Tuesday, June 22, 2010

Lord Have Mercy. Christ Have Mercy. Lord Have Mercy.

You should read Andy Whitman's beautiful "Good Letters" entry about his sister's impending death.

I love liturgy, written prayers, and other related things. My dad is fond of cautioning that these items can become "rote." He views this as a negative, that memorization and recitation lead to a monotonous faith. That's the opposite of what it does.

I hope those words become rote. Because when I am faced with those inevitable moments when there are no answers, I will throw myself on the mercy of God. And the only words I will be able to utter will be those words written onto my heart over time and with repetition.

I have never met Andy Whitman, but I pray for God's mercy and strength. And I offer him this prayer from The Book of Common Prayer, because I do not have words to say it better:

"O merciful Father, who has taught us in your holy Word that you do not willingly afflict or grieve the children of men: Look with pity upon the sorrows of your servant for whom our prayers are offered. Remember him, O Lord, in mercy, nourish his soul with patience, comfort him with a sense of your goodness, lift up your countenance upon him, and give him peace; through Jesus Christ our Lord. Amen."

Wednesday, June 2, 2010

All That Glitters Is Not Gold

I've been thinking a lot about issues like calling, the value of work, the American dream, etc. I've read books by Gary Vee, essays by Dorothy Sayers, and I just began to revisit The Call by Os Guinness.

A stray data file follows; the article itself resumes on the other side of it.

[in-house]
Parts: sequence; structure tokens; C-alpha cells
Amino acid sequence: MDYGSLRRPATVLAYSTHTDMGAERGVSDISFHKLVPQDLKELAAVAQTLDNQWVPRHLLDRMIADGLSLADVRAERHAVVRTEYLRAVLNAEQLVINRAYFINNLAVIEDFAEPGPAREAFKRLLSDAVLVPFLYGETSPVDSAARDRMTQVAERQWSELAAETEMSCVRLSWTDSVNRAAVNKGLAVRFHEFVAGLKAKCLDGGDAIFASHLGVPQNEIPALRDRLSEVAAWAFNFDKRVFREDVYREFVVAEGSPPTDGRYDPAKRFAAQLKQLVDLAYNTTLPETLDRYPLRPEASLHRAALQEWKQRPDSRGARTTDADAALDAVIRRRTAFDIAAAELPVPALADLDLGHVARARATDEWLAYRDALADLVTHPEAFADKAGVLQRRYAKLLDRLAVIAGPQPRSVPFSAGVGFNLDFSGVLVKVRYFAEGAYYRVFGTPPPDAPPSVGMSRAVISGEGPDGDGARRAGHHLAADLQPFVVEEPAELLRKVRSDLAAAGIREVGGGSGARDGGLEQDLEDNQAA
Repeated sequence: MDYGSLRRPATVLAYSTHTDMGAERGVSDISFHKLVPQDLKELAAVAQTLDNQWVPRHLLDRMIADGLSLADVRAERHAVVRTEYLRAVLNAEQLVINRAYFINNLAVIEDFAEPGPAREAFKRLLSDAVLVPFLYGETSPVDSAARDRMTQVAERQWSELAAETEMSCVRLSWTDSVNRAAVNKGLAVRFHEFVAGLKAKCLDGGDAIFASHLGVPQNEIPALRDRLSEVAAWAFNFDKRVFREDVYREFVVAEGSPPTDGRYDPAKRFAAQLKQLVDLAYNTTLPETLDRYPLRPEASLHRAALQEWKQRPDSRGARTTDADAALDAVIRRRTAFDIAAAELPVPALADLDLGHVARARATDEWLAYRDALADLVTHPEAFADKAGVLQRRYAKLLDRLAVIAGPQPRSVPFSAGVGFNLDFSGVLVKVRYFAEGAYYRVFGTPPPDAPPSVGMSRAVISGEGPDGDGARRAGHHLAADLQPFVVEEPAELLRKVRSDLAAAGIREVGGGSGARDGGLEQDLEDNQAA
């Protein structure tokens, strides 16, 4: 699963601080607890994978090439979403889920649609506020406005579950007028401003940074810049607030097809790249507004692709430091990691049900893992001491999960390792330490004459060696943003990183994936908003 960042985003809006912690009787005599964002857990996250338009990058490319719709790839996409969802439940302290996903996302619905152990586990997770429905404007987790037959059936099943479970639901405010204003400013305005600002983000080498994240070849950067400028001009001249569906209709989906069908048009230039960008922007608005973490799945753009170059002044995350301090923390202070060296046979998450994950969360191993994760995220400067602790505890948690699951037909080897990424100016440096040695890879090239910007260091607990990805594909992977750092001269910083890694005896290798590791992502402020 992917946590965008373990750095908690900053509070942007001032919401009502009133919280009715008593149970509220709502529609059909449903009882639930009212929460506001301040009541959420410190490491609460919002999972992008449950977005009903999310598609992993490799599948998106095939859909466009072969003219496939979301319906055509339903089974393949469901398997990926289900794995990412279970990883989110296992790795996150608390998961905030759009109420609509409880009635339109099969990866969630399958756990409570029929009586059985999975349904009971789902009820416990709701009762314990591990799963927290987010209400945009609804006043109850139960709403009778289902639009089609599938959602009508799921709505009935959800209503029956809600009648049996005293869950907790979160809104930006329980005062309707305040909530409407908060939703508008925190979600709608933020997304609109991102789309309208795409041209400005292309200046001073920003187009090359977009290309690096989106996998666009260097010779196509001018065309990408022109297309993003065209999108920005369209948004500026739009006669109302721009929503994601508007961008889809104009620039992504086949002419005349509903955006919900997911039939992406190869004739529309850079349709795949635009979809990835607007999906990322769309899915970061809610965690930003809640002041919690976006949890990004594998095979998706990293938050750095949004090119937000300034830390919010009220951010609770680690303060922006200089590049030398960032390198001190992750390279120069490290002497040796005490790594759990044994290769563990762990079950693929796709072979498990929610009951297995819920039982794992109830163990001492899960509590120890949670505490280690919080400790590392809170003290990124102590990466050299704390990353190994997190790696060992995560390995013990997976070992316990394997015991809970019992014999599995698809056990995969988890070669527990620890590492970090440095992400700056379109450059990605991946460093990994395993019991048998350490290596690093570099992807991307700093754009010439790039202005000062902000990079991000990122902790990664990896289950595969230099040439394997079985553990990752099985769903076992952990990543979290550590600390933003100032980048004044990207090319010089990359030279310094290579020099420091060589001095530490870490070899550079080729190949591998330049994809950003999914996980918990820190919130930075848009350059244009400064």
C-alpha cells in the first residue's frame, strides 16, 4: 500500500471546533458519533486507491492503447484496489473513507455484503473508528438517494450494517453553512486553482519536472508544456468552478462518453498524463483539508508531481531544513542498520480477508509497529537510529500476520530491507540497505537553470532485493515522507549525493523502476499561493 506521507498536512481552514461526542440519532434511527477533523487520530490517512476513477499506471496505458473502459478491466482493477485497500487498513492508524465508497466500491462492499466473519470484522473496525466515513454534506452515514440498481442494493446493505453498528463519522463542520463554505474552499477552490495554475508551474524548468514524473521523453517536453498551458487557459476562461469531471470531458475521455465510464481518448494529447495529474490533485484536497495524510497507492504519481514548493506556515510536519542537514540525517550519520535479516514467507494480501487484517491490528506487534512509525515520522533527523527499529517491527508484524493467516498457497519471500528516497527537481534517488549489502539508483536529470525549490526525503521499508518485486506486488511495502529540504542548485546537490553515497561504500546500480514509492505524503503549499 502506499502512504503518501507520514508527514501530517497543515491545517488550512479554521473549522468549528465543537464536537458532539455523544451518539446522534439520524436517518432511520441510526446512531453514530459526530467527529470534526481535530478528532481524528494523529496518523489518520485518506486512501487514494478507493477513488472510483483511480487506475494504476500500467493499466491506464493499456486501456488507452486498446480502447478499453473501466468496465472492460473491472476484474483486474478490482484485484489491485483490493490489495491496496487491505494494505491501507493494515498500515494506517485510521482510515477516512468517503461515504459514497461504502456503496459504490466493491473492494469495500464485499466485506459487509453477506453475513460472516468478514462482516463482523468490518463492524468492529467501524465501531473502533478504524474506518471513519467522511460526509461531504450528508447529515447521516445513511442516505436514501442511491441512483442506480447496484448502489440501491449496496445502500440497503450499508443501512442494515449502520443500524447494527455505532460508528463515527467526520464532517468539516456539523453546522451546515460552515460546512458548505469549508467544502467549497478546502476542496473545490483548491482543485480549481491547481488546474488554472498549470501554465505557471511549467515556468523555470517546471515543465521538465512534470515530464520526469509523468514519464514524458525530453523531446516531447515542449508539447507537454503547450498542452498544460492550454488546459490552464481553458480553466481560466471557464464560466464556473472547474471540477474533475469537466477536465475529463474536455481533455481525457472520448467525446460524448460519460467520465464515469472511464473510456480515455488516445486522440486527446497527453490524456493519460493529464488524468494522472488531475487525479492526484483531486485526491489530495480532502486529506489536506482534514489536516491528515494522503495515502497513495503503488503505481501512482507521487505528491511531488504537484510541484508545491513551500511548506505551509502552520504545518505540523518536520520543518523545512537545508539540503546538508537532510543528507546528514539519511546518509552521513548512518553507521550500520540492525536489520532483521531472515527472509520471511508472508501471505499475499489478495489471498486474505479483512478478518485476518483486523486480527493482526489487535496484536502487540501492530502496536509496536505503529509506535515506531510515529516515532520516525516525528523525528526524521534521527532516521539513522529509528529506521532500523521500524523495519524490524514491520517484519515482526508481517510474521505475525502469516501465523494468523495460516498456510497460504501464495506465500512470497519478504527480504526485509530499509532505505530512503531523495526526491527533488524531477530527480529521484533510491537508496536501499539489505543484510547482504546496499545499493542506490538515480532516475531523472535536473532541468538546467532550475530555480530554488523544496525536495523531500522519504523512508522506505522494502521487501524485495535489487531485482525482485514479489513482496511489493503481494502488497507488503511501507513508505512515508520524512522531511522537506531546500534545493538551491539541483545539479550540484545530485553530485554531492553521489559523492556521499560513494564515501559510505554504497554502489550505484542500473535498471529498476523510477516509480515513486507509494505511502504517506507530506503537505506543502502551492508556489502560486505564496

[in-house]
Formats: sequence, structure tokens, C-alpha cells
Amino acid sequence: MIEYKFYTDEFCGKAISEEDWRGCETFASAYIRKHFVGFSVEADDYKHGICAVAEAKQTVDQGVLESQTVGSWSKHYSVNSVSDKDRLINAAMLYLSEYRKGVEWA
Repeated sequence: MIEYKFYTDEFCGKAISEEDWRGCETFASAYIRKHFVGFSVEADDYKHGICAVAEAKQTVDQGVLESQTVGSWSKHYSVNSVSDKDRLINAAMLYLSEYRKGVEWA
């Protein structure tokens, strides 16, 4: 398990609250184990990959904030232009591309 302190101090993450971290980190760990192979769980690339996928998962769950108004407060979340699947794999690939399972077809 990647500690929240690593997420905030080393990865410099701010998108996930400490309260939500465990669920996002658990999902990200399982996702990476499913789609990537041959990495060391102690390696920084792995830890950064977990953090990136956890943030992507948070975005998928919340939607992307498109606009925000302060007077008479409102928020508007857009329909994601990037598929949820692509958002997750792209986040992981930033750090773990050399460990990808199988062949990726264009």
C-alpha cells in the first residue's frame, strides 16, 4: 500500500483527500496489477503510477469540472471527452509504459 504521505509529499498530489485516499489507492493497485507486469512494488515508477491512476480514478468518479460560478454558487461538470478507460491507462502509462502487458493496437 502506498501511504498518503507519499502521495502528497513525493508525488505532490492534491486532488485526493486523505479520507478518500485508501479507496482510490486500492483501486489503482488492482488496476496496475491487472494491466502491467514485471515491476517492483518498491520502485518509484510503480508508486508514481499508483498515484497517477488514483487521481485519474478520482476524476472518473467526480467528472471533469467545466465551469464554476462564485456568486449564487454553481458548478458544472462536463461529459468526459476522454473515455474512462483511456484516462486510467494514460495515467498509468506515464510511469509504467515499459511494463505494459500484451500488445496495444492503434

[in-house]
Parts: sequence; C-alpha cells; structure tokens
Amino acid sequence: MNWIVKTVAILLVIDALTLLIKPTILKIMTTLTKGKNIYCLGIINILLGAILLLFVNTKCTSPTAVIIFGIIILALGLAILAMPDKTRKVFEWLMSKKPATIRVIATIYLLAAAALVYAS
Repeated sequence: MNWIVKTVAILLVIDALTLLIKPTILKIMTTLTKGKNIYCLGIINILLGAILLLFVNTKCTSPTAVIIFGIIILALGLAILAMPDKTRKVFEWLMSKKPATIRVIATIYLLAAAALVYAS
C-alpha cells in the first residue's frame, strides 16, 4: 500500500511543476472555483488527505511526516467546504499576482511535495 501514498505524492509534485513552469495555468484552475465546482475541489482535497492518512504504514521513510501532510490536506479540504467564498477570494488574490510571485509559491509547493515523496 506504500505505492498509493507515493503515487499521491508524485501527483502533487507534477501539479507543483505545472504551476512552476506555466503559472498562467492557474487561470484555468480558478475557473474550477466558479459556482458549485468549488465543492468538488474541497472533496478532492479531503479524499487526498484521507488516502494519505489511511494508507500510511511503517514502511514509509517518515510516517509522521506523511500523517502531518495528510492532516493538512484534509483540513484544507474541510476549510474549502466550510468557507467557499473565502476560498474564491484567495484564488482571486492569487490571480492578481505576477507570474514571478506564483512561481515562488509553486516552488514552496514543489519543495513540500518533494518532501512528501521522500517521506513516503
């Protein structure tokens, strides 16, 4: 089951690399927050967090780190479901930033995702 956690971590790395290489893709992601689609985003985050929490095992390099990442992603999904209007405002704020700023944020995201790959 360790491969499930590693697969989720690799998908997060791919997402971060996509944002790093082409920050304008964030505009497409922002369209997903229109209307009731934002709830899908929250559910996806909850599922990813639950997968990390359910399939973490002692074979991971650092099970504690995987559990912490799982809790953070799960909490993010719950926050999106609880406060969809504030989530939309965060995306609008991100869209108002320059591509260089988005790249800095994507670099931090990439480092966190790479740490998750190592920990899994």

But I think Andy Whitman's recent essay "Walker Percy and The Century of Merde," from the Good Letters blog at Image perfectly captures perfectly sums up the frustrations I have whenever I think about these issues.

"There is inherent nobility in work, my friends tell me. There is nothing, absolutely nothing, wrong with supporting your family. The notion of following your passions is a product of whiny Baby Boomers. Ask a thirteenth-century serf about following his passions.

Some days I listen. But not today. Me? I'll talk to you about Walker Percy and why he had it right. I'll talk to you about why it's all a big, stinking pile of merde without God in the equation, and that even with Him on your side you still might want to hold your nose."

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